Sisterhood is dead. If the left learns nothing else from this election, perhaps they should understand that there’s no such thing as female solidarity — not, at least, as they envision it.

Sure, it was kind of cute to see all the women waiting in line at Susan B. Anthony’s grave to place their “I voted” stickers on the headstone, but it turns out they weren’t a very good gauge of female enthusiasm for the female candidate. Neither, for that matter, are the pantsuit portraits on Facebook.

Rather, in a race between a feminist icon and a man who could generously be called a chauvinist, women voters were remarkably torn. It’s true that the gender gap was about 12 points, the largest since 1972, but, as a report from Pew points out, “it is not dramatically higher than in some other recent elections, including the 2000 contest between [George W.] Bush and Al Gore.” Neither the fact that Hillary is a woman nor the fact that Donald Trump insults women seemed to have much of an effect.

Hillary lost white women but won women of other races. Which isn’t surprising, because race has long been a better predictor of how people will vote than gender. Black men voted overwhelmingly for Hillary — and black women did, too. Hispanic men voted for Hillary — and so did Hispanic women. Class, level of educational attainment and geography are all better predictors of how you’ll vote than sex, says Karlyn Bowman, a senior fellow at the American Enterprise Institute.

It’s also true that women, as a group, don’t have that much in common. Their experiences in life and their views on policy issues tend to be shaped more by whether they went to college, whether they live in a city or suburb or rural area, whether they live in a blue state or red state, how much money they make and how they identify themselves racially and ethnically.

Women might roll their eyes with strangers about the long lines for the ladies room or the bad behavior of the guy at the bar. They might exchange knowing glances about what it’s like to be pregnant in July, but these aren’t real bonds and they don’t determine how you will vote.

Democrats have for years harped about women’s issues, but women’s issues are really not much different from anyone else’s issues. Women care about taxes and the economy and the cost of health care. They worry about national security and religious freedom and public education.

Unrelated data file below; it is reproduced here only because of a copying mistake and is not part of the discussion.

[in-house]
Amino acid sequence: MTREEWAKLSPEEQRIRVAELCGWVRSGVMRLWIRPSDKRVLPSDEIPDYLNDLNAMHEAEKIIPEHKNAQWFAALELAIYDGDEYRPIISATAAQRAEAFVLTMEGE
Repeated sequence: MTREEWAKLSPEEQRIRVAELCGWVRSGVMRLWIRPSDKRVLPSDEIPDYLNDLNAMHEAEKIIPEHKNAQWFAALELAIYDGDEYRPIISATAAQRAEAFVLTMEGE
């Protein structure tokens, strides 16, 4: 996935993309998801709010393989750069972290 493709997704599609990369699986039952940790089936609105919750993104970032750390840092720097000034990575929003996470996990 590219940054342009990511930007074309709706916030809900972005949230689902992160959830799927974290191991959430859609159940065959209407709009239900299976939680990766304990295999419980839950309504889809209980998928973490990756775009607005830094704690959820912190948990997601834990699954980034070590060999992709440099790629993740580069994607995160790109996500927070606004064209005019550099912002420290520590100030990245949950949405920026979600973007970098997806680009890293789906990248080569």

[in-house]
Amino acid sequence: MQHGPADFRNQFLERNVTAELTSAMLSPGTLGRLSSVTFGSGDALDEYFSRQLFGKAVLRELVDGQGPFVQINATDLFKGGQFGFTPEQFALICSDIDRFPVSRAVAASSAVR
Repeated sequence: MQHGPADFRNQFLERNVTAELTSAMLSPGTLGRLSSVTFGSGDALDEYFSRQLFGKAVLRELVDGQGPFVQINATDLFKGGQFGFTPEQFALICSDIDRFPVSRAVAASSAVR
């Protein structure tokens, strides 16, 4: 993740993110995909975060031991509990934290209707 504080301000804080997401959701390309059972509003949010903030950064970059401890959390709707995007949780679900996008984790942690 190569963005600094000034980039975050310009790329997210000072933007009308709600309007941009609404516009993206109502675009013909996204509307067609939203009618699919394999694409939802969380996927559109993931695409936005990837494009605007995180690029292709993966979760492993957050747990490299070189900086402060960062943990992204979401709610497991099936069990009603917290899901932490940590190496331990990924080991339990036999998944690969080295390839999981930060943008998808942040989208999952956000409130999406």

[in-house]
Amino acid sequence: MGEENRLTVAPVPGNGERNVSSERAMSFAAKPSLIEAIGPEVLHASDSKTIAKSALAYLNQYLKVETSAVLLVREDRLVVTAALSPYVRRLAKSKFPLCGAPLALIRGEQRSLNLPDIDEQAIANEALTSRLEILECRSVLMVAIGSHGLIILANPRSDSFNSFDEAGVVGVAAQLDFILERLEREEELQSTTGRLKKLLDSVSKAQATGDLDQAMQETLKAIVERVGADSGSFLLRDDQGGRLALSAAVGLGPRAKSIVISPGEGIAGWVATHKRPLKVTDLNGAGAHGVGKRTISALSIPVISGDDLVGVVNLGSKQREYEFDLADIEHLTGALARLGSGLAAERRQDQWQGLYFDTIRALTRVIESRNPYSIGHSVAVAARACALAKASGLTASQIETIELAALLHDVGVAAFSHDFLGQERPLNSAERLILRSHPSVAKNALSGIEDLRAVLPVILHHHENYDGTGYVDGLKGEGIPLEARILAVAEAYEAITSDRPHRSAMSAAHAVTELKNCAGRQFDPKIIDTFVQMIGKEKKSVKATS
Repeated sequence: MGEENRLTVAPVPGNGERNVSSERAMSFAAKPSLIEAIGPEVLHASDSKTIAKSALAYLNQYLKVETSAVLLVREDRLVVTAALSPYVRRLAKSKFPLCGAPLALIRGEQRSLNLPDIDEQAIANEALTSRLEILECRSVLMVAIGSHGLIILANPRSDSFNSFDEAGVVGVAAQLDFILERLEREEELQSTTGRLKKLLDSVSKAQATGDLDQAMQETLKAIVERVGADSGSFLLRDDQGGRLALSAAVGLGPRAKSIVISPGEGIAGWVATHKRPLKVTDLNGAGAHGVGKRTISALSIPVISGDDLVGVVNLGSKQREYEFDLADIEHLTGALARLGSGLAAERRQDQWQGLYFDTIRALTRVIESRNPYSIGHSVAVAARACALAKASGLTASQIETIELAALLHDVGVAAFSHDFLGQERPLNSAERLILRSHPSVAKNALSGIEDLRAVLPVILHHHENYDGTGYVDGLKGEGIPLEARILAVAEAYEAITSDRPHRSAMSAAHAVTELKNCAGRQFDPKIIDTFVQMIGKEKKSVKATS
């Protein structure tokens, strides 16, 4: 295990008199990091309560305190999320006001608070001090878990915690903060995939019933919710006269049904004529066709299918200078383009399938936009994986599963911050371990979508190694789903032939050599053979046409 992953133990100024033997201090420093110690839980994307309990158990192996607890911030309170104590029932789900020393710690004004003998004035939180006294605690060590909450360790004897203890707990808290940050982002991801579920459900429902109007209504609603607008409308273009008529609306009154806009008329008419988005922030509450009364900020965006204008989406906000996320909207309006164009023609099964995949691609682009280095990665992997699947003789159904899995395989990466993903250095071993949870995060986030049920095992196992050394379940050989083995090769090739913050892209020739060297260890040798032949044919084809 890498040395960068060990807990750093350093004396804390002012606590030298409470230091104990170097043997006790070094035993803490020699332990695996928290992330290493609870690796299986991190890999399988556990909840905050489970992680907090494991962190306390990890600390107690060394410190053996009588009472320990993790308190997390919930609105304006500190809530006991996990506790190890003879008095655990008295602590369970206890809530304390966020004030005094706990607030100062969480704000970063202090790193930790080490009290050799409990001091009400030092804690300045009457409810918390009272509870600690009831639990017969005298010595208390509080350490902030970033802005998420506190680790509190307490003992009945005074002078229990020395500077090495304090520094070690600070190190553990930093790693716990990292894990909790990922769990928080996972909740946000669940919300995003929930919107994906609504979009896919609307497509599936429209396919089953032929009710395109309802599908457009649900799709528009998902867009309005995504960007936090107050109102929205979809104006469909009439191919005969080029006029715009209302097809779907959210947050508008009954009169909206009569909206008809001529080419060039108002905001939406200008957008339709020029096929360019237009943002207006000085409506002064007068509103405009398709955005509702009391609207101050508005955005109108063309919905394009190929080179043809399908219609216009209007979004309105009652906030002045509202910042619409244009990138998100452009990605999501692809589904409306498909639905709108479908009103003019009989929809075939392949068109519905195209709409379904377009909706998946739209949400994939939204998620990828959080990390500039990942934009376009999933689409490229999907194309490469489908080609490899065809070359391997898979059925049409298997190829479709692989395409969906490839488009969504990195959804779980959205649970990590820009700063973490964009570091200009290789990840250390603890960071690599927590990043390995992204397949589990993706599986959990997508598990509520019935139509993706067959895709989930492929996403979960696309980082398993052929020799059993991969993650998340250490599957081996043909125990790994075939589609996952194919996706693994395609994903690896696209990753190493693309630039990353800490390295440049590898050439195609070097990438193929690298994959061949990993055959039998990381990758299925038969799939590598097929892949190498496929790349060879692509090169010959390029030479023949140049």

Republicans have traditionally won married women and Democrats have won single women. While it looks like Hillary may have won the former by a percentage point or two, there’s still a huge gap between them.

Truth be told, your marital status is a much better indicator of your life experience and ideological positions. In her recent book “All the Single Ladies,” Rebecca Traister suggests that this could be a growing voting bloc — since women are getting married later, if at all.

And Democrats will always do well with them because they’re the ones — having no second adult to help support a family — who are most interested in and dependent on government assistance for income, retirement, child care, etc.

Democrats will always get some significant segment of the women’s vote. But it won’t be because they’re women.

When women were genuinely oppressed — before they could vote, before they could own property, before they could have the same access to education or the same opportunities in the workplace — it might have been possible to appeal to them as a bloc, even as a movement.

But in an era when women get a greater percentage of the college degrees and women without children earn more than their male counterparts, most women don’t see themselves as victims, let alone ones who need to join hands in solidarity.

In Slate, Michelle Goldberg writes that Hillary’s “victory would have been a sign that the gender hierarchy that has always been fundamental to our society . . . was starting to crumble. It would have meant that men no longer rule.” She laments, “I thought my daughter was not going to be consigned to a lesser life than my son. I no longer do.”

Oh, please. If anyone besides a few liberal elites believed that, Hillary would have won.

Naomi Schaefer Riley is a senior fellow at the Independent Women’s Forum.